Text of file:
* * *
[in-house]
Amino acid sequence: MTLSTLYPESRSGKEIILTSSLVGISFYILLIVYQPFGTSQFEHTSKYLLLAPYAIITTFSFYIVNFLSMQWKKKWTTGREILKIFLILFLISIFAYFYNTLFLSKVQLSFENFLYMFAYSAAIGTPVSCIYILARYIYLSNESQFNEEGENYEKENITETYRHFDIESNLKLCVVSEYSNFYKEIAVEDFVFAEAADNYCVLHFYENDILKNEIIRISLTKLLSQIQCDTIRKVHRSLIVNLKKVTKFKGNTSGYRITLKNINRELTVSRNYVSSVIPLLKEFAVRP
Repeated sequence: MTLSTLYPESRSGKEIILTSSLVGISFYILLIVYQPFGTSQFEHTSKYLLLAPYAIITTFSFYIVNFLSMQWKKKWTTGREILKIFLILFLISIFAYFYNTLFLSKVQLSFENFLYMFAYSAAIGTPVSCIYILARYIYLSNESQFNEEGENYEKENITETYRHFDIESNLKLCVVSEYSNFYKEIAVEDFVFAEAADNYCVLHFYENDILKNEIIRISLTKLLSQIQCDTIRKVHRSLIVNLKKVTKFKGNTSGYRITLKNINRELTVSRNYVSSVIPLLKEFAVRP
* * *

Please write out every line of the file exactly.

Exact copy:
[in-house]
Amino acid sequence: MTLSTLYPESRSGKEIILTSSLVGISFYILLIVYQPFGTSQFEHTSKYLLLAPYAIITTFSFYIVNFLSMQWKKKWTTGREILKIFLILFLISIFAYFYNTLFLSKVQLSFENFLYMFAYSAAIGTPVSCIYILARYIYLSNESQFNEEGENYEKENITETYRHFDIESNLKLCVVSEYSNFYKEIAVEDFVFAEAADNYCVLHFYENDILKNEIIRISLTKLLSQIQCDTIRKVHRSLIVNLKKVTKFKGNTSGYRITLKNINRELTVSRNYVSSVIPLLKEFAVRP
Repeated sequence: MTLSTLYPESRSGKEIILTSSLVGISFYILLIVYQPFGTSQFEHTSKYLLLAPYAIITTFSFYIVNFLSMQWKKKWTTGREILKIFLILFLISIFAYFYNTLFLSKVQLSFENFLYMFAYSAAIGTPVSCIYILARYIYLSNESQFNEEGENYEKENITETYRHFDIESNLKLCVVSEYSNFYKEIAVEDFVFAEAADNYCVLHFYENDILKNEIIRISLTKLLSQIQCDTIRKVHRSLIVNLKKVTKFKGNTSGYRITLKNINRELTVSRNYVSSVIPLLKEFAVRP